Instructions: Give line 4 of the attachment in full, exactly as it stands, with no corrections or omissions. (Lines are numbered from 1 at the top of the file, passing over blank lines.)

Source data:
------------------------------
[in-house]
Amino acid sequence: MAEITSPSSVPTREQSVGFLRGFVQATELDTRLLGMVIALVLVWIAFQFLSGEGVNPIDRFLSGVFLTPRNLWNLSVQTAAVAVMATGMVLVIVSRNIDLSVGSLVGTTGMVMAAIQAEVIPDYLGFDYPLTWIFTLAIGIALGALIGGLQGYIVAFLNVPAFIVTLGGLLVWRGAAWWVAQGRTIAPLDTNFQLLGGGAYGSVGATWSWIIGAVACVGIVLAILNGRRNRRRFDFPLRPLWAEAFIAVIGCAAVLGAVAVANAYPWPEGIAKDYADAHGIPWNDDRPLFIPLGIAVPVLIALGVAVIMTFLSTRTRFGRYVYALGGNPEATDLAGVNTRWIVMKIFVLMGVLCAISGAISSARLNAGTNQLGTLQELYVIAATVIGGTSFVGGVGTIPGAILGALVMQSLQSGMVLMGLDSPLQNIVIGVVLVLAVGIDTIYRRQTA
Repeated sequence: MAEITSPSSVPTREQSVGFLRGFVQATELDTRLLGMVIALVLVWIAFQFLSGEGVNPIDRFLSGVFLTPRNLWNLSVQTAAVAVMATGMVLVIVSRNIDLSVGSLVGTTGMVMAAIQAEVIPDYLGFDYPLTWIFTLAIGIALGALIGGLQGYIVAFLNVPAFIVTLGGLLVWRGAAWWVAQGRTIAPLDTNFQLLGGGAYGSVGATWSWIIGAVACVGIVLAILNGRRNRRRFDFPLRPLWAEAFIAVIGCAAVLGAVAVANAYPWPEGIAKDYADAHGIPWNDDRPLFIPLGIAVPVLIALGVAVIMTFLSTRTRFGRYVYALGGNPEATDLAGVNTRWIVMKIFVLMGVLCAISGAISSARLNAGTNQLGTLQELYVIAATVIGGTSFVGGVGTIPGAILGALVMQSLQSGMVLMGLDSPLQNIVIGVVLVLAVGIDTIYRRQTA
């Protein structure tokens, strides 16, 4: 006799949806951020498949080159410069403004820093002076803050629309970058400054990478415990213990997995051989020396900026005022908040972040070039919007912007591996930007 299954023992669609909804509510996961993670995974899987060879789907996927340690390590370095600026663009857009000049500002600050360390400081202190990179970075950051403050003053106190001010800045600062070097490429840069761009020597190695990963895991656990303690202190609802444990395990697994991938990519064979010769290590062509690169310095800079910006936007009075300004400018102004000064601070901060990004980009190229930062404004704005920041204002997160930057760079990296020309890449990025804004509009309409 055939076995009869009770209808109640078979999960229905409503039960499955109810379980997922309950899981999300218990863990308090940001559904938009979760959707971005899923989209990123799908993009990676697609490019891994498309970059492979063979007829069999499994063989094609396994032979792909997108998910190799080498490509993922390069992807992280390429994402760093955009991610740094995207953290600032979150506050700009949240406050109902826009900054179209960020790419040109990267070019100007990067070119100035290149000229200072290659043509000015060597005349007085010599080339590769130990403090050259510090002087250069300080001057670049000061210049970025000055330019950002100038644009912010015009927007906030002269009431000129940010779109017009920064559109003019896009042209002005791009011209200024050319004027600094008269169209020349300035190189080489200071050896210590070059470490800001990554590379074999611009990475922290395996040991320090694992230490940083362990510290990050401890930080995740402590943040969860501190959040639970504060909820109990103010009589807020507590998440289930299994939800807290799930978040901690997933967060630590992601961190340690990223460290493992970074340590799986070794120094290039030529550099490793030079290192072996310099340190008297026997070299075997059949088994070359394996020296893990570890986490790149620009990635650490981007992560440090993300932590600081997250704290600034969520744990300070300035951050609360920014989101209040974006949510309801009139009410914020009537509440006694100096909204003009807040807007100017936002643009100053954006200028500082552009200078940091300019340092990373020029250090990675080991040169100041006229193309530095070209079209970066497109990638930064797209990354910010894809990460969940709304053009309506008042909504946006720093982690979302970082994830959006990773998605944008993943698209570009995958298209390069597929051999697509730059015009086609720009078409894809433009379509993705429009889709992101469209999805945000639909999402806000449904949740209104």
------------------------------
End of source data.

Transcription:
């Protein structure tokens, strides 16, 4: 006799949806951020498949080159410069403004820093002076803050629309970058400054990478415990213990997995051989020396900026005022908040972040070039919007912007591996930007 299954023992669609909804509510996961993670995974899987060879789907996927340690390590370095600026663009857009000049500002600050360390400081202190990179970075950051403050003053106190001010800045600062070097490429840069761009020597190695990963895991656990303690202190609802444990395990697994991938990519064979010769290590062509690169310095800079910006936007009075300004400018102004000064601070901060990004980009190229930062404004704005920041204002997160930057760079990296020309890449990025804004509009309409 055939076995009869009770209808109640078979999960229905409503039960499955109810379980997922309950899981999300218990863990308090940001559904938009979760959707971005899923989209990123799908993009990676697609490019891994498309970059492979063979007829069999499994063989094609396994032979792909997108998910190799080498490509993922390069992807992280390429994402760093955009991610740094995207953290600032979150506050700009949240406050109902826009900054179209960020790419040109990267070019100007990067070119100035290149000229200072290659043509000015060597005349007085010599080339590769130990403090050259510090002087250069300080001057670049000061210049970025000055330019950002100038644009912010015009927007906030002269009431000129940010779109017009920064559109003019896009042209002005791009011209200024050319004027600094008269169209020349300035190189080489200071050896210590070059470490800001990554590379074999611009990475922290395996040991320090694992230490940083362990510290990050401890930080995740402590943040969860501190959040639970504060909820109990103010009589807020507590998440289930299994939800807290799930978040901690997933967060630590992601961190340690990223460290493992970074340590799986070794120094290039030529550099490793030079290192072996310099340190008297026997070299075997059949088994070359394996020296893990570890986490790149620009990635650490981007992560440090993300932590600081997250704290600034969520744990300070300035951050609360920014989101209040974006949510309801009139009410914020009537509440006694100096909204003009807040807007100017936002643009100053954006200028500082552009200078940091300019340092990373020029250090990675080991040169100041006229193309530095070209079209970066497109990638930064797209990354910010894809990460969940709304053009309506008042909504946006720093982690979302970082994830959006990773998605944008993943698209570009995958298209390069597929051999697509730059015009086609720009078409894809433009379509993705429009889709992101469209999805945000639909999402806000449904949740209104």